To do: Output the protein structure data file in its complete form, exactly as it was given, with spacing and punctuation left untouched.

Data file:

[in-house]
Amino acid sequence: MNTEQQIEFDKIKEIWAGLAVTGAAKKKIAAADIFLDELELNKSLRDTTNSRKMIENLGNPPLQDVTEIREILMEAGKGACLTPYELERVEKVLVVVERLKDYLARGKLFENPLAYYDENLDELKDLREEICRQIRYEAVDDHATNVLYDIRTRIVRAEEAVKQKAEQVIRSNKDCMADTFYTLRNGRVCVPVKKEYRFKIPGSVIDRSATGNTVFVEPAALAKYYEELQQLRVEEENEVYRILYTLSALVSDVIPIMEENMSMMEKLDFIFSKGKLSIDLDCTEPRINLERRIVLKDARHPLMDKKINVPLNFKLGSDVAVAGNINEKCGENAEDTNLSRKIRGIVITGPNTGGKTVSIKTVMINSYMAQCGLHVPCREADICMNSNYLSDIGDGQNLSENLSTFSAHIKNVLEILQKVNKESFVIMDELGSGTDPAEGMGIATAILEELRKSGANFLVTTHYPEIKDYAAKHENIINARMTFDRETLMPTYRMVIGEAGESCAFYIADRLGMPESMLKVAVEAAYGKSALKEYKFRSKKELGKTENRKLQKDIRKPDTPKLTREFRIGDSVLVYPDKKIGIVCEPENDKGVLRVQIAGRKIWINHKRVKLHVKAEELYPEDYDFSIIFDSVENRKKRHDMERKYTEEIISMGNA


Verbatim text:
[in-house]
Amino acid sequence: MNTEQQIEFDKIKEIWAGLAVTGAAKKKIAAADIFLDELELNKSLRDTTNSRKMIENLGNPPLQDVTEIREILMEAGKGACLTPYELERVEKVLVVVERLKDYLARGKLFENPLAYYDENLDELKDLREEICRQIRYEAVDDHATNVLYDIRTRIVRAEEAVKQKAEQVIRSNKDCMADTFYTLRNGRVCVPVKKEYRFKIPGSVIDRSATGNTVFVEPAALAKYYEELQQLRVEEENEVYRILYTLSALVSDVIPIMEENMSMMEKLDFIFSKGKLSIDLDCTEPRINLERRIVLKDARHPLMDKKINVPLNFKLGSDVAVAGNINEKCGENAEDTNLSRKIRGIVITGPNTGGKTVSIKTVMINSYMAQCGLHVPCREADICMNSNYLSDIGDGQNLSENLSTFSAHIKNVLEILQKVNKESFVIMDELGSGTDPAEGMGIATAILEELRKSGANFLVTTHYPEIKDYAAKHENIINARMTFDRETLMPTYRMVIGEAGESCAFYIADRLGMPESMLKVAVEAAYGKSALKEYKFRSKKELGKTENRKLQKDIRKPDTPKLTREFRIGDSVLVYPDKKIGIVCEPENDKGVLRVQIAGRKIWINHKRVKLHVKAEELYPEDYDFSIIFDSVENRKKRHDMERKYTEEIISMGNA